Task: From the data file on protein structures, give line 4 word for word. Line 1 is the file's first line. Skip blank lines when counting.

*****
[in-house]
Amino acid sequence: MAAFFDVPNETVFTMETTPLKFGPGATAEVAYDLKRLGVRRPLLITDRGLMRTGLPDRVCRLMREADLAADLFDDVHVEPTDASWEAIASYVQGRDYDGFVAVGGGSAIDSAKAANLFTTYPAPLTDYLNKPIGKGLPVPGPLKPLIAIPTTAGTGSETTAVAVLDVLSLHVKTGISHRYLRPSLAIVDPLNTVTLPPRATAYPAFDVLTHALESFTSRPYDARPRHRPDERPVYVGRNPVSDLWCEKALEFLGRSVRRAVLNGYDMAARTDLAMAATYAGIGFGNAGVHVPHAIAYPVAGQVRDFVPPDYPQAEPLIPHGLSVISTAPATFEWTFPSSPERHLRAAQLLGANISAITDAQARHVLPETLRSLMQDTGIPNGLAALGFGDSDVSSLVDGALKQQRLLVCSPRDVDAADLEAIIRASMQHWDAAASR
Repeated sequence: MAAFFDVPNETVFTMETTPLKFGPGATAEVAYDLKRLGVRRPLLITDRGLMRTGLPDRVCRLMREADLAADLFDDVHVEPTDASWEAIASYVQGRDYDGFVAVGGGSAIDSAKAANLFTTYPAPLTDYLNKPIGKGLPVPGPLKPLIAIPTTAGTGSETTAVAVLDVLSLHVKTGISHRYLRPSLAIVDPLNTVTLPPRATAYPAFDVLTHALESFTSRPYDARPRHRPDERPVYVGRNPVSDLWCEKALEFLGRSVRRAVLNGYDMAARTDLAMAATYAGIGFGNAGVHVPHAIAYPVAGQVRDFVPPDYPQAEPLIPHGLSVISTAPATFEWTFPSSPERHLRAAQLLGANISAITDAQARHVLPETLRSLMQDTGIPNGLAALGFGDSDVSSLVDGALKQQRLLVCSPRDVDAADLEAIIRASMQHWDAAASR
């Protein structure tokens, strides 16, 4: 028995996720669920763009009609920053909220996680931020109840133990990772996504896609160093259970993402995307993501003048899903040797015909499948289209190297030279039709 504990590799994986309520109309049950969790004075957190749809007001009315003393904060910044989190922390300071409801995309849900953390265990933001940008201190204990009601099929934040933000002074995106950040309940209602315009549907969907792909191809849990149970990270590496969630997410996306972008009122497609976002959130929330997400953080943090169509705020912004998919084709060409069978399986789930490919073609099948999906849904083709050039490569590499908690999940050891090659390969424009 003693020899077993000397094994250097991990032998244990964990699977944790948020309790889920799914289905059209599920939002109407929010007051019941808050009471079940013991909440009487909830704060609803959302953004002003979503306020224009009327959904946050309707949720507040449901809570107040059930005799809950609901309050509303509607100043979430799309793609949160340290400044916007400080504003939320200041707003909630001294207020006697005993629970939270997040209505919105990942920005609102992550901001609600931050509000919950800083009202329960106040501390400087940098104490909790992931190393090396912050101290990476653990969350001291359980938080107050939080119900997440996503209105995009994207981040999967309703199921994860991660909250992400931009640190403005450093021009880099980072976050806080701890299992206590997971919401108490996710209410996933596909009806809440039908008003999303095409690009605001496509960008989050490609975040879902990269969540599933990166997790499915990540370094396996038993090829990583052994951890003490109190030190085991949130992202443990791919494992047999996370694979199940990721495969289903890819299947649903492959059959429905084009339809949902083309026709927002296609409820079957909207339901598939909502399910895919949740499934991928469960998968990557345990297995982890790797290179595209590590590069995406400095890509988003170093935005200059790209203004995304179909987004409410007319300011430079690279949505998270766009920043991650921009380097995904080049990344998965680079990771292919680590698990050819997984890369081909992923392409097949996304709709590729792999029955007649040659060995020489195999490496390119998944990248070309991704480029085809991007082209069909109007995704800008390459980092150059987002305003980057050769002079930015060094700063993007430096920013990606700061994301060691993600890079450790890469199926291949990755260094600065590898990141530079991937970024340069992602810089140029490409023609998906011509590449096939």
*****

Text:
């Protein structure tokens, strides 16, 4: 028995996720669920763009009609920053909220996680931020109840133990990772996504896609160093259970993402995307993501003048899903040797015909499948289209190297030279039709 504990590799994986309520109309049950969790004075957190749809007001009315003393904060910044989190922390300071409801995309849900953390265990933001940008201190204990009601099929934040933000002074995106950040309940209602315009549907969907792909191809849990149970990270590496969630997410996306972008009122497609976002959130929330997400953080943090169509705020912004998919084709060409069978399986789930490919073609099948999906849904083709050039490569590499908690999940050891090659390969424009 003693020899077993000397094994250097991990032998244990964990699977944790948020309790889920799914289905059209599920939002109407929010007051019941808050009471079940013991909440009487909830704060609803959302953004002003979503306020224009009327959904946050309707949720507040449901809570107040059930005799809950609901309050509303509607100043979430799309793609949160340290400044916007400080504003939320200041707003909630001294207020006697005993629970939270997040209505919105990942920005609102992550901001609600931050509000919950800083009202329960106040501390400087940098104490909790992931190393090396912050101290990476653990969350001291359980938080107050939080119900997440996503209105995009994207981040999967309703199921994860991660909250992400931009640190403005450093021009880099980072976050806080701890299992206590997971919401108490996710209410996933596909009806809440039908008003999303095409690009605001496509960008989050490609975040879902990269969540599933990166997790499915990540370094396996038993090829990583052994951890003490109190030190085991949130992202443990791919494992047999996370694979199940990721495969289903890819299947649903492959059959429905084009339809949902083309026709927002296609409820079957909207339901598939909502399910895919949740499934991928469960998968990557345990297995982890790797290179595209590590590069995406400095890509988003170093935005200059790209203004995304179909987004409410007319300011430079690279949505998270766009920043991650921009380097995904080049990344998965680079990771292919680590698990050819997984890369081909992923392409097949996304709709590729792999029955007649040659060995020489195999490496390119998944990248070309991704480029085809991007082209069909109007995704800008390459980092150059987002305003980057050769002079930015060094700063993007430096920013990606700061994301060691993600890079450790890469199926291949990755260094600065590898990141530079991937970024340069992602810089140029490409023609998906011509590449096939």